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The Bøyg Explores the History of Making Art In Isolation

A person sits on a cot and sketches in a notebook. A person's legs and feet are visible behind them.
Matthew P Lomanno
/
theatre KAPOW
Rebecca Tucker as Per Krohg in theatre KAPOW's "The Bøyg" by A.J. Ditty.

A new play in Derry tells the story of Norwegian artists finding inspiration in their work while trying to survive in a Nazi concentration camp.

It’s been a while since many people have seen live theatre due to the pandemic, and the main characters in a new play premiering in Derry also know something about isolation. The Bøyg is a play about a group of Norwegian artists attempting to keep their art alive while imprisoned in a Nazi concentration camp in World War II.

The Bøyg playwright A.J. Ditty joined NHPR Morning Edition host Rick Ganley to discuss the history behind the play.

Below is a transcript of their conversation.

Rick Ganley: This play is based on a real diary that a man kept while imprisoned in this Norwegian concentration camp. Can you tell me more about him and what's in that diary?

A.J. Ditty: Yes, so Odd Nansen, who wrote the diary, went on to found UNICEF and helped set up the U.N., and for four years during World War II, he was imprisoned in three different concentration camps. And during his time there, he took notes in a diary that he was able to sneak out with his wife, Kari, and later published those into a book called From Day to Day, which is an enormous tome and an extremely important primary text for this play.

Rick Ganley: A.J. what do we know about the other artists that he was imprisoned with?

A.J. Ditty: Most of them were the reigning intelligentsia of Norway at the time. So Per Krohg, who is ostensibly the protagonist of this play, and Per was an artist in his own right. He was a painter. The mural at the U.N. was painted by Per Krohg, and he spent most of his time while at this concentration camp where the play takes place, Grini, painting paintings on the walls of the barrack. And what happened was after he was released from Grini and the war ended, he was able to come back to his barrack, Barrack 12, and take those paintings off the wall and repaint them. It seemed as though while they were in prison, they wanted to return to something that made them feel Norwegian and celebrate their national pride while being, you know, force-fed this whole German culture down their throats every single day. And so Peer Gynt, Henrik Ibsen's, Peer Gynt, is sort of like one of the seminal Norwegian texts. Peer Gynt is one of the great Norwegian folk heroes, and so Peer Gynt, or Per Krohg rather, seemed very inspired by that story and painted like a whole suite of paintings about Peer Gynt, and they're beautiful and haunting.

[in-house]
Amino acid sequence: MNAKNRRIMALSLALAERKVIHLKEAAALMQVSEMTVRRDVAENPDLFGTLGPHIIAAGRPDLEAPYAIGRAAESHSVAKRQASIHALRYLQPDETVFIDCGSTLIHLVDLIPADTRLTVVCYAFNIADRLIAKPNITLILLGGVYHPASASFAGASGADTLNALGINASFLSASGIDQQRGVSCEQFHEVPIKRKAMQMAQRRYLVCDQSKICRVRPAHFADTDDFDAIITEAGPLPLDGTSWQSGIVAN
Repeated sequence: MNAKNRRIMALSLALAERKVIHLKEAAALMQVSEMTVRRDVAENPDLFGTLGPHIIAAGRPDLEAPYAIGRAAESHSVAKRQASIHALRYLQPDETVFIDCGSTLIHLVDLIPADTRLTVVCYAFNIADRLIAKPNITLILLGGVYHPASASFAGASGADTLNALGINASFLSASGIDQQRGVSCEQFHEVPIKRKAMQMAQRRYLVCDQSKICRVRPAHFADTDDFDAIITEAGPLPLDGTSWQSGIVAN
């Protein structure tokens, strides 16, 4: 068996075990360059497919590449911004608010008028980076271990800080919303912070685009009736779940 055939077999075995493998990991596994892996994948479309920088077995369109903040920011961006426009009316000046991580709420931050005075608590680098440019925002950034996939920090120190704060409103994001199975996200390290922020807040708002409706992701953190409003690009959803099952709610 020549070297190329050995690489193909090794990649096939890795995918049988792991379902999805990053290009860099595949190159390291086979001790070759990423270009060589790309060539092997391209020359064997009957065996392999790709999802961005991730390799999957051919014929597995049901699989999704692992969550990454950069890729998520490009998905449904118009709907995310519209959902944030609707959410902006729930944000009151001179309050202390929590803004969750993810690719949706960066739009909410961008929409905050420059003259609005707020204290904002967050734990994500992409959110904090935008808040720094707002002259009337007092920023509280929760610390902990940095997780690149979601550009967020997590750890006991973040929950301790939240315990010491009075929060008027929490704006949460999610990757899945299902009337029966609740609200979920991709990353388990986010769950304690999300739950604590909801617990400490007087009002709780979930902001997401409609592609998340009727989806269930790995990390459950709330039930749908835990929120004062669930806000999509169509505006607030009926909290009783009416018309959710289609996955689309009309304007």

Rick Ganley: So your play tells the story of one of the episodes in the diary when you talk about Peer Gynt, that 19th century Norwegian play and folk tale. Tell me about the play and the origin for that.

A.J. Ditty: The play takes place in 1942, in December of 1942, and it's based on a couple of very big events happening all in a row. That was sort of a big year in terms of World War II, but also in terms of events that were happening in the camp at the time. The play ends on Christmas, but it's them sort of preparing for the Christmas festivities to add a little bit of joy and light because that's sort of where they found most of their joy and light in the camps was around these major holidays. So the play is a lot about making art in isolation. I started writing it in 2018, and it was originally very much about making art under fascism because at the time we were, we had a fascist for a president. And now it's become because of the quarantine so much more about isolation and making things even when the world feels like it's ending and you feel like you're stuck in one place.

Rick Ganley: Ok, if this isn't going to spoil anything, let me ask you who is the Bøyg?

A.J. Ditty: So in Henrik Ibsen's Peer Gynt, there is a Scandinavian folklore monster called the Bøyg, and in most folklore traditions, he is a giant serpent monster that just devours passersby who happen to be going through the mountain. He's sort of a cautionary tale. In Ibsen's version of the Bøyg, he's just this giant unknowable nothingness. It's a voiceover that's done in pitch darkness. And the Bøyg for me, when I read it for the first time, I was like, "Oh, Henrik Ibsen wrote this while he was catatonically depressed. I think the boy represents depression." So in our version of the play, the Bøyg is, you know, is depression. It's the voice in the back of your head that tells you not to get out of bed every day and how to make art in the face of that voice. Like all these guys mostly came out of the war, you know, obviously psychologically traumatized, but they managed to live full lives afterward, which I think is one of the most helpful things.